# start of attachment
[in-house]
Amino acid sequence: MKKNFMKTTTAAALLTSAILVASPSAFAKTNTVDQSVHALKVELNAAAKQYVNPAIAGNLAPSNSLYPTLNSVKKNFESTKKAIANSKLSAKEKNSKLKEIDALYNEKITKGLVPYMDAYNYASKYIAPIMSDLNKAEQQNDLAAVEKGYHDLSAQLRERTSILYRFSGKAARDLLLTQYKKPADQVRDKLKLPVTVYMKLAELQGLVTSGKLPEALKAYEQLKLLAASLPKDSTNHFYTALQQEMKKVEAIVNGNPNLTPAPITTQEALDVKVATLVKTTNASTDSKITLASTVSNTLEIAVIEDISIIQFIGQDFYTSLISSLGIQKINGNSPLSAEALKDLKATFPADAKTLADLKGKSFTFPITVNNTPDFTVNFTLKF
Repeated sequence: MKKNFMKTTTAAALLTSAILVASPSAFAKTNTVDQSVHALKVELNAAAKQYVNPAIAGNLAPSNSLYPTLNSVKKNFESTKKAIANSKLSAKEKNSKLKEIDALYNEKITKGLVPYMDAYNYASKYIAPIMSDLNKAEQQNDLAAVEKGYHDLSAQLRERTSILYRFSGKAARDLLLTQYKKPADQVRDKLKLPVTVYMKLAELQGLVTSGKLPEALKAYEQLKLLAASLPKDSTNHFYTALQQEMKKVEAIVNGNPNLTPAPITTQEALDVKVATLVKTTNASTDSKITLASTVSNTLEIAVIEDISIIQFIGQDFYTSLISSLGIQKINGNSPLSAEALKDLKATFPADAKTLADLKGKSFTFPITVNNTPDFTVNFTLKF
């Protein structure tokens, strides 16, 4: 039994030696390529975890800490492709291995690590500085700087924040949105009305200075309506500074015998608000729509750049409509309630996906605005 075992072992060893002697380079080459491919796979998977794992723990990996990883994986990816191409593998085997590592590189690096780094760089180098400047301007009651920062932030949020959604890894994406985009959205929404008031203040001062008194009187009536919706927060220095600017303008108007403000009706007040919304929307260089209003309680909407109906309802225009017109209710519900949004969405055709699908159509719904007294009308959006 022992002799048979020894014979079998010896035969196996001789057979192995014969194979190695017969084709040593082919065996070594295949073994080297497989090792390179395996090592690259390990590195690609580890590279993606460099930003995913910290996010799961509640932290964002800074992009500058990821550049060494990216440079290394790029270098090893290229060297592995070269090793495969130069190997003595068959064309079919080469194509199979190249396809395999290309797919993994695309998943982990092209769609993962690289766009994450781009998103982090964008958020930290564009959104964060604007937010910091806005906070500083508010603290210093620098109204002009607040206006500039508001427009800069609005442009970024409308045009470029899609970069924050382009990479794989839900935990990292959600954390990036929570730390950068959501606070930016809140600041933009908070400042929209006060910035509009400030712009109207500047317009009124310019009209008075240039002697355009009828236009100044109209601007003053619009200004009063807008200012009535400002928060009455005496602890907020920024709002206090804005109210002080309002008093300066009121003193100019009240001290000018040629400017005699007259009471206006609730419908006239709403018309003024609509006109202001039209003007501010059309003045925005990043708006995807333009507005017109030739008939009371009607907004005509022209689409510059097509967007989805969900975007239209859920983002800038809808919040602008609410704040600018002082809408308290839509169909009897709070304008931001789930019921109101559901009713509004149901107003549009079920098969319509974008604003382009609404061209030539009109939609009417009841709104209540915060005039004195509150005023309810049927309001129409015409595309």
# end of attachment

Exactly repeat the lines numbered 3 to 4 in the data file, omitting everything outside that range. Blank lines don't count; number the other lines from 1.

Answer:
Repeated sequence: MKKNFMKTTTAAALLTSAILVASPSAFAKTNTVDQSVHALKVELNAAAKQYVNPAIAGNLAPSNSLYPTLNSVKKNFESTKKAIANSKLSAKEKNSKLKEIDALYNEKITKGLVPYMDAYNYASKYIAPIMSDLNKAEQQNDLAAVEKGYHDLSAQLRERTSILYRFSGKAARDLLLTQYKKPADQVRDKLKLPVTVYMKLAELQGLVTSGKLPEALKAYEQLKLLAASLPKDSTNHFYTALQQEMKKVEAIVNGNPNLTPAPITTQEALDVKVATLVKTTNASTDSKITLASTVSNTLEIAVIEDISIIQFIGQDFYTSLISSLGIQKINGNSPLSAEALKDLKATFPADAKTLADLKGKSFTFPITVNNTPDFTVNFTLKF
């Protein structure tokens, strides 16, 4: 039994030696390529975890800490492709291995690590500085700087924040949105009305200075309506500074015998608000729509750049409509309630996906605005 075992072992060893002697380079080459491919796979998977794992723990990996990883994986990816191409593998085997590592590189690096780094760089180098400047301007009651920062932030949020959604890894994406985009959205929404008031203040001062008194009187009536919706927060220095600017303008108007403000009706007040919304929307260089209003309680909407109906309802225009017109209710519900949004969405055709699908159509719904007294009308959006 022992002799048979020894014979079998010896035969196996001789057979192995014969194979190695017969084709040593082919065996070594295949073994080297497989090792390179395996090592690259390990590195690609580890590279993606460099930003995913910290996010799961509640932290964002800074992009500058990821550049060494990216440079290394790029270098090893290229060297592995070269090793495969130069190997003595068959064309079919080469194509199979190249396809395999290309797919993994695309998943982990092209769609993962690289766009994450781009998103982090964008958020930290564009959104964060604007937010910091806005906070500083508010603290210093620098109204002009607040206006500039508001427009800069609005442009970024409308045009470029899609970069924050382009990479794989839900935990990292959600954390990036929570730390950068959501606070930016809140600041933009908070400042929209006060910035509009400030712009109207500047317009009124310019009209008075240039002697355009009828236009100044109209601007003053619009200004009063807008200012009535400002928060009455005496602890907020920024709002206090804005109210002080309002008093300066009121003193100019009240001290000018040629400017005699007259009471206006609730419908006239709403018309003024609509006109202001039209003007501010059309003045925005990043708006995807333009507005017109030739008939009371009607907004005509022209689409510059097509967007989805969900975007239209859920983002800038809808919040602008609410704040600018002082809408308290839509169909009897709070304008931001789930019921109101559901009713509004149901107003549009079920098969319509974008604003382009609404061209030539009109939609009417009841709104209540915060005039004195509150005023309810049927309001129409015409595309």